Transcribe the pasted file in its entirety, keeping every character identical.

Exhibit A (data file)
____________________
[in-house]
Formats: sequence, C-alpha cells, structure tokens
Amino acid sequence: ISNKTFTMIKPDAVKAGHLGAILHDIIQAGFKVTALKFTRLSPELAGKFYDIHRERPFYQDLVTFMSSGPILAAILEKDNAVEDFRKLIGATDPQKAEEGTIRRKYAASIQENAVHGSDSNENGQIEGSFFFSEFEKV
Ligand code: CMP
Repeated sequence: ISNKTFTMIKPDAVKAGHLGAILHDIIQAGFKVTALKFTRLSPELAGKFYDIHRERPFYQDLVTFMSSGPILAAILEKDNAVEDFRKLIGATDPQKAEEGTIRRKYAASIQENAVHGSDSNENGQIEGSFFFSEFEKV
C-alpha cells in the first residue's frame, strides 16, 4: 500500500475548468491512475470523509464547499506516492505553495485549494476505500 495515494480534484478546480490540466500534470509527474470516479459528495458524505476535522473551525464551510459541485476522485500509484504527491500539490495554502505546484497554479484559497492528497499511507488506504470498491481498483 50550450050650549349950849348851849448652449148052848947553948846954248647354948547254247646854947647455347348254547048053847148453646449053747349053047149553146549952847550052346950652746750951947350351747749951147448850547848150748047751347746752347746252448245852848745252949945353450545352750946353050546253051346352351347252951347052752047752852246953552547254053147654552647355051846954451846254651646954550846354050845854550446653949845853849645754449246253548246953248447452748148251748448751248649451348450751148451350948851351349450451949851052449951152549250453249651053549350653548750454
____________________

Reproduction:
[in-house]
Formats: sequence, C-alpha cells, structure tokens
Amino acid sequence: ISNKTFTMIKPDAVKAGHLGAILHDIIQAGFKVTALKFTRLSPELAGKFYDIHRERPFYQDLVTFMSSGPILAAILEKDNAVEDFRKLIGATDPQKAEEGTIRRKYAASIQENAVHGSDSNENGQIEGSFFFSEFEKV
Ligand code: CMP
Repeated sequence: ISNKTFTMIKPDAVKAGHLGAILHDIIQAGFKVTALKFTRLSPELAGKFYDIHRERPFYQDLVTFMSSGPILAAILEKDNAVEDFRKLIGATDPQKAEEGTIRRKYAASIQENAVHGSDSNENGQIEGSFFFSEFEKV
C-alpha cells in the first residue's frame, strides 16, 4: 500500500475548468491512475470523509464547499506516492505553495485549494476505500 495515494480534484478546480490540466500534470509527474470516479459528495458524505476535522473551525464551510459541485476522485500509484504527491500539490495554502505546484497554479484559497492528497499511507488506504470498491481498483 50550450050650549349950849348851849448652449148052848947553948846954248647354948547254247646854947647455347348254547048053847148453646449053747349053047149553146549952847550052346950652746750951947350351747749951147448850547848150748047751347746752347746252448245852848745252949945353450545352750946353050546253051346352351347252951347052752047752852246953552547254053147654552647355051846954451846254651646954550846354050845854550446653949845853849645754449246253548246953248447452748148251748448751248649451348450751148451350948851351349450451949851052449951152549250453249651053549350653548750454